So it’s a win-win?
I think so. I think that’s what exploration should be about.
You have some pretty talented illustrators, because the images and animations are very nice. But we hope the actual images will be way better. You’re competing with icy bodies, but you have metal, which may shine in more spectacular ways..? We’re talking from the perspective of the general public, which devours these new spectacular space images.
Yes, images are everything. And we don’t know what to expect. We don’t know if it’s going to be shiny, we don’t know if space weathering will make it shine less or make it shine more, we’re not sure. It’s going to be a surprise. One of the things that we’re going to invite the public to do in the years coming up to encounter is: Send us art depicting what they think a metal world is going to look like. And then we will actually have a jury to pick winners. So we all will have to flex our imaginations.
I think a lot of people will send you art — like now with Juno mission. It’s a very interesting subject.
I think so too. I really looking forward to that. It’s one of my favorite things.
It was also recently announced that we’ve discovered volatiles on Psyche’s surface.
It means hydroxyl, it means OH bonds, and so our suspicion is, and the study author’s suspicion is, that these are later impactors of primitive chondritic meteoritic material that would bring water with it, bound into its crystals, that smacked onto the surface and then leaves the water signature. According to our hypotheses, if Psyche is indeed the stripped core we would not expect it to have endogenic water, water that came from within itself, we would expect it to be added from the outside. But we’ll see. It would be, I think, a really wonderful future target for human resources if we find that it has both metal and water.
I’m glad you mentioned ‘resources’. Because I wanted to ask your opinion on the solar system colonisation scenario from ‘The Expanse’ TV show…
I just started watching it, yeah!
It’s a great show. So now we’re not afraid to ask you what you think about this scenario of (rather near-) future solar system colonisation and the recent buzz around asteroid mining.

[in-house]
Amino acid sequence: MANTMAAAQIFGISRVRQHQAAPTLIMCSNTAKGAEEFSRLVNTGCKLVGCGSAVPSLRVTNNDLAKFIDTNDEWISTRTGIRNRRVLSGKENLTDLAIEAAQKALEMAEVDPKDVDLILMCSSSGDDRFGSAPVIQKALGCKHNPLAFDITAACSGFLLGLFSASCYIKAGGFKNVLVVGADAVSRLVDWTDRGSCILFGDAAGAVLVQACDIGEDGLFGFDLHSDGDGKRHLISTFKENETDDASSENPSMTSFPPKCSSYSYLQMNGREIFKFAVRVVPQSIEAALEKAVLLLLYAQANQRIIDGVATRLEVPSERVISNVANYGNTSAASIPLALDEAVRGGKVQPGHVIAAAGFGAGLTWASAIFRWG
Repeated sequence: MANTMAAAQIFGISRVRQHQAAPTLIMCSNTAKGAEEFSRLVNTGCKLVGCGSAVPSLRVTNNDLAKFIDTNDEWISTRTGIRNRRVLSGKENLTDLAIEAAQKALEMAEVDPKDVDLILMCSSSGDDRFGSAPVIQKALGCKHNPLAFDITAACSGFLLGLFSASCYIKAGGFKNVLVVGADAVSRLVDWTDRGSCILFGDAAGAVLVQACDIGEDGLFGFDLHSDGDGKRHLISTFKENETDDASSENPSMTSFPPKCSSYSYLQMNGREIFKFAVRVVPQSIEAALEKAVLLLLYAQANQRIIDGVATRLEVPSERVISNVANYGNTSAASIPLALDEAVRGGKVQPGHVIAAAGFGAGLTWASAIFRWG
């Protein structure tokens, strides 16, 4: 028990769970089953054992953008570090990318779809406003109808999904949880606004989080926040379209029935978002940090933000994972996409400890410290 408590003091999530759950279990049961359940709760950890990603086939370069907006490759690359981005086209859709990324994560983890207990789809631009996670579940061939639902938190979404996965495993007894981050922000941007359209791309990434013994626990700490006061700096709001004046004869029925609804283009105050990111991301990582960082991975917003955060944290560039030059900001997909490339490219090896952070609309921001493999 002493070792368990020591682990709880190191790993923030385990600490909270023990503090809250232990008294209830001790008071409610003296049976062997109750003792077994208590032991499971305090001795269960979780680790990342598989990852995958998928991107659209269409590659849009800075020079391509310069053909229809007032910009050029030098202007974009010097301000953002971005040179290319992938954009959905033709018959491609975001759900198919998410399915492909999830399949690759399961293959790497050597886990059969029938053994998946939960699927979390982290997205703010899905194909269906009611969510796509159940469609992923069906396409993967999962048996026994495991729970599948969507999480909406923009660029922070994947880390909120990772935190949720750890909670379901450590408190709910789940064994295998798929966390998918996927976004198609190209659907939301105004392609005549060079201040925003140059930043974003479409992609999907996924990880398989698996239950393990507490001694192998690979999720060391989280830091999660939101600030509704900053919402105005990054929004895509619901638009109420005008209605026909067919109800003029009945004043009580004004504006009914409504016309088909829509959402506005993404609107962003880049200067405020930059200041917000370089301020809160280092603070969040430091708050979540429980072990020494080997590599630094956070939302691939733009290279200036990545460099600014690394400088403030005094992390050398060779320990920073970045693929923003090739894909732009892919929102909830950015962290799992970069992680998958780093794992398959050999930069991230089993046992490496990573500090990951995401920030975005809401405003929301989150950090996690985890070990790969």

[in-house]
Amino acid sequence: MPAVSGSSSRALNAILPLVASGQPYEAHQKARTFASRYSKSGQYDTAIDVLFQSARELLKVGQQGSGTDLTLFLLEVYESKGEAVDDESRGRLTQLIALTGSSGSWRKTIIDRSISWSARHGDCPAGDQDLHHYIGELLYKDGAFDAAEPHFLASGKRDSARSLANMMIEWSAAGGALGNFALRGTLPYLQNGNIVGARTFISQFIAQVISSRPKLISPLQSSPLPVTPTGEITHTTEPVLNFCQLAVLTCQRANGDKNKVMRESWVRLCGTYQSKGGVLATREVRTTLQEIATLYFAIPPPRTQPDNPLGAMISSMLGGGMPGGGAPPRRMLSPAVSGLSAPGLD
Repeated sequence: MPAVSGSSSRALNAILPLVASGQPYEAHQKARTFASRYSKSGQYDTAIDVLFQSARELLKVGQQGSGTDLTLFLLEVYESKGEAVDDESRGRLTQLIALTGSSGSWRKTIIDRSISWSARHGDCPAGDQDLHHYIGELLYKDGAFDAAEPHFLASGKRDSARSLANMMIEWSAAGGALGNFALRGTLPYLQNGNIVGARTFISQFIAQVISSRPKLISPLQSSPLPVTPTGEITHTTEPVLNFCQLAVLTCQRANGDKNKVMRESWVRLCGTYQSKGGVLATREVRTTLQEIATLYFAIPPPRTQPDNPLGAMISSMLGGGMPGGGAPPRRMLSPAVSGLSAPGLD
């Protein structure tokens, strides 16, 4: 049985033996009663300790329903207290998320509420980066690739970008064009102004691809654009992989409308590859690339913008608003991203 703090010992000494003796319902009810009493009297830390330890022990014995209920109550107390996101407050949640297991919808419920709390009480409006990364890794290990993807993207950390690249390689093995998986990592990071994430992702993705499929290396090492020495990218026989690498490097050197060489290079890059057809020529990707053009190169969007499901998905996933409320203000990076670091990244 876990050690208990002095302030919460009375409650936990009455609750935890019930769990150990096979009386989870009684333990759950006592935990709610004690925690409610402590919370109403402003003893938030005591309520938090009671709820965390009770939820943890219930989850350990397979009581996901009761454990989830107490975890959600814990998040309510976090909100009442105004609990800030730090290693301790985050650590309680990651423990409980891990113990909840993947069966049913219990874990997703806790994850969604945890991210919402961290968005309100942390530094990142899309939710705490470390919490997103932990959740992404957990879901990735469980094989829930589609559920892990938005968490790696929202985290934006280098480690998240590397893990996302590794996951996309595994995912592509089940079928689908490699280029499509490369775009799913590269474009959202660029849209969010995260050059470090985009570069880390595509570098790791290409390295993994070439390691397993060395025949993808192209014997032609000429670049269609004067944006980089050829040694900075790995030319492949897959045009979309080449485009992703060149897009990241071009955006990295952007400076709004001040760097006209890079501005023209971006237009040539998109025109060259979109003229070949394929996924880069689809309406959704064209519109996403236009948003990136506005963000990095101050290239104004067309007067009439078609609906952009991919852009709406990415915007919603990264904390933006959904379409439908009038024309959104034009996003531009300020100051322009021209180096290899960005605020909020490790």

I definitely think it’s in our future. And we have a big initiative starting up here, a pan-university initiative at Arizona State, called ‘Interplanetary Initiative’, looking at, becoming, let’s say, part of the thought leadership about the future of humans in space. Because it takes not just the science and the engineering, and not just the national space programs, and not just futurists — well, Kim Stanley Robinson’s book 2312 has a very, very wonderful image of what it might be to live in the asteroid belt — But it takes all of the disciplines in between, it takes policy and law and it takes social science and psychology and it takes sociology and all these other aspects of the human endeavour to make a space future. And so we’re working on a big interdisciplinary initiative around this idea. And thinking about these kinds of space futures is definitely a part of it. We’re starting a project this summer that will run all of next year around creating hypothetical human habitations on another body and in fact Kim Stanley Robinson is coming to work with us on that. These things, they’re not actually fantastical, they are rushing towards us.
You have a business background, so you know a crazy business plan when you see one…
In Europe, we have Luxembourg, serious about investing in such enterprises. And most ‘space companies’ are from the US, which also aims at legislative changes to allow this to happen in the future. So we get to ask, with a straight face, who owns Psyche?